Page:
JUBA – South Sudan’s newly-appointed governor of the country’s Upper Nile state is blaming – on his first day in office – floods in the state and elsewhere in the country on the controversial Grand Ethiopian Renaissance Dam (GERD) whose terms of implementation are disputed by Egypt.
While disagreements have been going on between Ethiopia, Sudan and Egypt on how to operate the $4 billion dam, South Sudan has not endorsed or rejected the idea of the dam as Egyptian ties kept growing with the world’s youngest country.
Speaking at an SPLM-IO ceremony following his inauguration as the newly appointed governor on Saturday, Abudhok Ayang who replaced loony as Upper Nile state gubernatorial nominee said he would work to contain hunger in Upper Nile state.
“We need to work together to contain hunger and I will lead this fight but it will be a collective responsibility,” Abudhok said. “We need to cooperate together so that we all resolve the calamities in Upper Nile state including the floods that is everywhere in the state.”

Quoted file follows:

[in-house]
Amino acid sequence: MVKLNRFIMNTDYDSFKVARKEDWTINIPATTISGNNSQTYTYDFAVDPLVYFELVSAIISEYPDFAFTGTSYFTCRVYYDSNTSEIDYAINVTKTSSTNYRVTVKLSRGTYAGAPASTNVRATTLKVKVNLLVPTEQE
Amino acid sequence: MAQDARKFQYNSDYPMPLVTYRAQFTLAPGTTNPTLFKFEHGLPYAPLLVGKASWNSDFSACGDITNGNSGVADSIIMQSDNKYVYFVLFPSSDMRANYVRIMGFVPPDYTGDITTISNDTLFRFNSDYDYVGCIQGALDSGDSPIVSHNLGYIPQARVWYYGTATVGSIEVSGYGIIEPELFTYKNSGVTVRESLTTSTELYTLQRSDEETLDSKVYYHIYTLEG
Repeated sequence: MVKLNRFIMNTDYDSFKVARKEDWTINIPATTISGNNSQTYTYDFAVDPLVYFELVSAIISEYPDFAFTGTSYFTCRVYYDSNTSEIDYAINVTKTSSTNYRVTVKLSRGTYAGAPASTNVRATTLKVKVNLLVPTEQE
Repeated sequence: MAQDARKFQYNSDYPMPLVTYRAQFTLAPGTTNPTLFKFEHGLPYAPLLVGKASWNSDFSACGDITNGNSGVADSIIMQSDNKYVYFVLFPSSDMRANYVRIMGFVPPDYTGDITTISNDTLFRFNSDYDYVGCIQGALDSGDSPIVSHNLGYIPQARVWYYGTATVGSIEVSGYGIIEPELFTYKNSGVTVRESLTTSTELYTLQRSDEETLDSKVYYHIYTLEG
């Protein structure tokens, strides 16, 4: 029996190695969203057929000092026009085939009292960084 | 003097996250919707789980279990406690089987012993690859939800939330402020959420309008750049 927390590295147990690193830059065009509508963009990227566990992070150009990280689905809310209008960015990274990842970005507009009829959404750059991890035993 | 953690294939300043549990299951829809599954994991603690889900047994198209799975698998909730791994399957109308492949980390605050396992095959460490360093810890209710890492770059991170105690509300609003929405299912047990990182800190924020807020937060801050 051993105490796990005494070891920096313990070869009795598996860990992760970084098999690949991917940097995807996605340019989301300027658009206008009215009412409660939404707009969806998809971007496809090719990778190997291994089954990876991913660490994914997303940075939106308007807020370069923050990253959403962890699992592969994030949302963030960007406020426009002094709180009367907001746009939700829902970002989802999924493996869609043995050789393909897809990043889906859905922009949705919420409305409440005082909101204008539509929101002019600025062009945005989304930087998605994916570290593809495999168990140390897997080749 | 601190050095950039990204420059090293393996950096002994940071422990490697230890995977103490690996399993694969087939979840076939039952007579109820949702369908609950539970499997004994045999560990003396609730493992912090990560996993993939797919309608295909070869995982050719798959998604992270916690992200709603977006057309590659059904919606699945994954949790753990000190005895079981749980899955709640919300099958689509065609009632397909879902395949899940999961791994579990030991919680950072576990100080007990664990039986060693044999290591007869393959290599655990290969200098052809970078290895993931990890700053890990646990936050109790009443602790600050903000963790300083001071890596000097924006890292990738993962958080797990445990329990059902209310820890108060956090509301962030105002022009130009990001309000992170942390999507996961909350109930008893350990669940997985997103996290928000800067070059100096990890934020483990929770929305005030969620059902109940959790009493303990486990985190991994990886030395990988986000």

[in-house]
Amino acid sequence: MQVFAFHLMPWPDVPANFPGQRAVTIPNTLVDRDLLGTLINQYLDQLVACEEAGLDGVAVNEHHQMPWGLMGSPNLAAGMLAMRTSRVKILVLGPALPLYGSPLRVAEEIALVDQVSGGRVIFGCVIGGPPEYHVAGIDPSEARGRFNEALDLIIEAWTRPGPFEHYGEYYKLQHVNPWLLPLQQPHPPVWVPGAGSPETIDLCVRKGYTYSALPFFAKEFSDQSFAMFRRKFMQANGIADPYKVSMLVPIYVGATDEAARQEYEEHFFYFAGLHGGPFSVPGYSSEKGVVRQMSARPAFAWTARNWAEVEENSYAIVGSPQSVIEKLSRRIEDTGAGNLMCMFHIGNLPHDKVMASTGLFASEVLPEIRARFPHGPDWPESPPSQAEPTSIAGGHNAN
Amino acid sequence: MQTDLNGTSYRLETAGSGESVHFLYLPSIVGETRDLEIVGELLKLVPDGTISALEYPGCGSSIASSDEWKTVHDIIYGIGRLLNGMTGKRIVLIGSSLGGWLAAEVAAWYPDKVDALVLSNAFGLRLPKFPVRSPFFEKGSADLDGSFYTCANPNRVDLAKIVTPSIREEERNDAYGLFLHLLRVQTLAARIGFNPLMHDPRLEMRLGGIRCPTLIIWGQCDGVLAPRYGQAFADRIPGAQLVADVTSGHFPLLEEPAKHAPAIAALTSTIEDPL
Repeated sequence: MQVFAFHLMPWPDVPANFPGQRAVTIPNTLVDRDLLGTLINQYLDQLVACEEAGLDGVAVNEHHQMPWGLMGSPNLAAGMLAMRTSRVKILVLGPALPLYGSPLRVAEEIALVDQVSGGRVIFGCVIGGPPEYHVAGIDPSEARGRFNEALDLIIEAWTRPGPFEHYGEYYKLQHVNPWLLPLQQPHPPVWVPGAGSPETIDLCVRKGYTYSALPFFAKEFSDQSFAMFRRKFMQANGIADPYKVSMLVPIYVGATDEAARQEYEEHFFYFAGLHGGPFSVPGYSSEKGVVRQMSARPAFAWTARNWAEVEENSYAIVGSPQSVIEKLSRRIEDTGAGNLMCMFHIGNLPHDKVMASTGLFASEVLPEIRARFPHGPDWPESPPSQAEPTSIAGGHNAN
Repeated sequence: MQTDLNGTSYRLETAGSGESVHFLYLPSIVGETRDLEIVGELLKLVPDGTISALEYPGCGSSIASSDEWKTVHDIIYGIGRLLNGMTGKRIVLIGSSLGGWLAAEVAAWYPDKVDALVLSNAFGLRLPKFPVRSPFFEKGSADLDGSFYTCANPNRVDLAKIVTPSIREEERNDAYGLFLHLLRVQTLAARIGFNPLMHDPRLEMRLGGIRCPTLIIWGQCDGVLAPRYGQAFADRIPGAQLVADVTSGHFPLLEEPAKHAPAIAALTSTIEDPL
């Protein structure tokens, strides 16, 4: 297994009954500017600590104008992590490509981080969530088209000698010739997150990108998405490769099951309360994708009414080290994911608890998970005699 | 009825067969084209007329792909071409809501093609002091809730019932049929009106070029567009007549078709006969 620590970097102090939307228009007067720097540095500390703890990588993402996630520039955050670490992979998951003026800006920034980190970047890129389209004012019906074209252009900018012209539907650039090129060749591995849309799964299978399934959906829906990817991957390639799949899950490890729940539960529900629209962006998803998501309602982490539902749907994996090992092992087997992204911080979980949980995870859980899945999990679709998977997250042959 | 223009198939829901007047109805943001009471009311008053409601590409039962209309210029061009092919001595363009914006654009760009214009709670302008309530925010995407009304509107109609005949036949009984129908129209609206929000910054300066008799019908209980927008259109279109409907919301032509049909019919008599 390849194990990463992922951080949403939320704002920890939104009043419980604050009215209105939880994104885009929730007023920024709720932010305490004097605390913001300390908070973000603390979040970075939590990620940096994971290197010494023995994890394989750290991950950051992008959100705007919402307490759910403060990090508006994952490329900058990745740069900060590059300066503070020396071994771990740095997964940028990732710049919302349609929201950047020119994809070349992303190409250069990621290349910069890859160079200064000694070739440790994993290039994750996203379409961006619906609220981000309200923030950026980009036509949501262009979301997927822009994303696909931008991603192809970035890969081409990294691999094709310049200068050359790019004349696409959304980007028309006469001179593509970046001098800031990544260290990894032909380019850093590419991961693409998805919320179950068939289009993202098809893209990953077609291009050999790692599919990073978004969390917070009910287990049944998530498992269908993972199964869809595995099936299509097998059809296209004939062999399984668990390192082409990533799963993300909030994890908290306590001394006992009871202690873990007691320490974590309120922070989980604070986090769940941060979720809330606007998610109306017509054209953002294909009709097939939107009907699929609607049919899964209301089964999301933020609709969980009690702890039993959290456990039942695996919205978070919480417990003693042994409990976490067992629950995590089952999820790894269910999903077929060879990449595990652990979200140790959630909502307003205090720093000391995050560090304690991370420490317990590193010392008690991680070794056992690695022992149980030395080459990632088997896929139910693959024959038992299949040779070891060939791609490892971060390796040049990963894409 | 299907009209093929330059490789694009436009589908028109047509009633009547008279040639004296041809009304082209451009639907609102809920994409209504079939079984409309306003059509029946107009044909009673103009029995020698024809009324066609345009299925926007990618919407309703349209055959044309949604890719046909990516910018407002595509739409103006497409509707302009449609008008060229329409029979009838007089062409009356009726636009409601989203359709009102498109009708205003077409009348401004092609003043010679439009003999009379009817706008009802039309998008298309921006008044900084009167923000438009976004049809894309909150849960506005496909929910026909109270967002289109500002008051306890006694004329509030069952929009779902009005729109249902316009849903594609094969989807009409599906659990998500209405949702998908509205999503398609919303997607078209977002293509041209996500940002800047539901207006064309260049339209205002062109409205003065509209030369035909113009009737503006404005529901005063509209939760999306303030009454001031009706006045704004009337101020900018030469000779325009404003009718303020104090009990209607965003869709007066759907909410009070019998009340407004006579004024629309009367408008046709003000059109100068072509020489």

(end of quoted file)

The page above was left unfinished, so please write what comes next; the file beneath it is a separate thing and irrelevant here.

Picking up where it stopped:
The senior SPLM-IO official further blamed the floods on the Ethiopian dams saying the dam has blocked water from flowing over to the north, apparently Egypt and Sudan, and forcing it back to Sobat River in Upper Nile state.
“These floods are caused as results of the Grand Ethiopian Renaissance Dam (GERD). The GERD is blocking the water and the water returns back to cause flooding through the Sobat river and that is why Upper Nile state as whole is in floods,” he said.
The senior government official however did not mention how would he resolve the floods which he said are results of the GERD.